How we cite our quotes:
(Odysseus, in his tale:) '"Dear friends, surely we are not unlearned in evils. This is no greater evil now than it was when the Cyclops had us cooped in his hollow cave by force and violence, but even there, by my courage and counsel and my intelligence, we escaped away. I think that all this will be remembered some day too. Then do as I say, let us all be won over."' (12.208-213)
(Eurylochos, in Odysseus's tale:) '"You are a hard man, Odysseus. Your force is greater, your limbs never wear out. You must be made all of iron, when you will not let your companions, worn with hard work and wanting sleep, set foot on this land, where if we did, on the seagirt island we could once more make ready a greedy dinner; but you force us to blunder along just as we are through the running night, driven from the island over the misty face of the water."' (12.279-285)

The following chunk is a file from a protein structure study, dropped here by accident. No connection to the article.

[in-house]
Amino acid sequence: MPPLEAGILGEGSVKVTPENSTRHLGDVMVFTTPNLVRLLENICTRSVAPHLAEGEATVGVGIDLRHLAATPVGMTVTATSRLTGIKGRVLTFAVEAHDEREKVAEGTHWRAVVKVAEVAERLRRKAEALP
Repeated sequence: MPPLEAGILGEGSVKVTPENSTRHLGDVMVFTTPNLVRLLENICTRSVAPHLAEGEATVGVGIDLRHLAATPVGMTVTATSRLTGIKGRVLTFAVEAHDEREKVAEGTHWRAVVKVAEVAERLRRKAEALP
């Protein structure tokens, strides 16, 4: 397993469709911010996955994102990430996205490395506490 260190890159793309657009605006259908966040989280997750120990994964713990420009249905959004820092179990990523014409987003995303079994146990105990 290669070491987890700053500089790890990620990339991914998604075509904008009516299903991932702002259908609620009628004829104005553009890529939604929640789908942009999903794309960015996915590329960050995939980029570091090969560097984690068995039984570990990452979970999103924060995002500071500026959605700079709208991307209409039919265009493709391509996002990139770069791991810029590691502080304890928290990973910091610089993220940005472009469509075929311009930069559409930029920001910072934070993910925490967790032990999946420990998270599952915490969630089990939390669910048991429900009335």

Eurylochos reminds us that Odysseus is, well, god-like: normal humans can't really endure this much. (Maybe Eurylochos would feel differently if he had Penelope to come home to. Just saying.)
(Odysseus:) 'At this time Charybdis sucked down the sea's salt water, but I reached high in the air above me, to where the tall fig tree grew, and caught hold of it and clung like a bat; there was no place where I could firmly brace my feet, or climb up it, for the roots of it were far from me, and the branches hung out far, big and long branches that overshadowered Charybdis. Inexorably I hung on, waiting for her to vomit the keel and mast back up again. I longed for them, and they came late; at the time when a man leaves the law court, for dinner, after judging the many disputes brought him by litigious young men; that was the time it took the timbers to appear from Charybdis.' (12.431-441)
Ha. Did anyone us laugh at Homer basically comparing Charybdis to lawyers? Apparently jokes about lawyers go way, way back.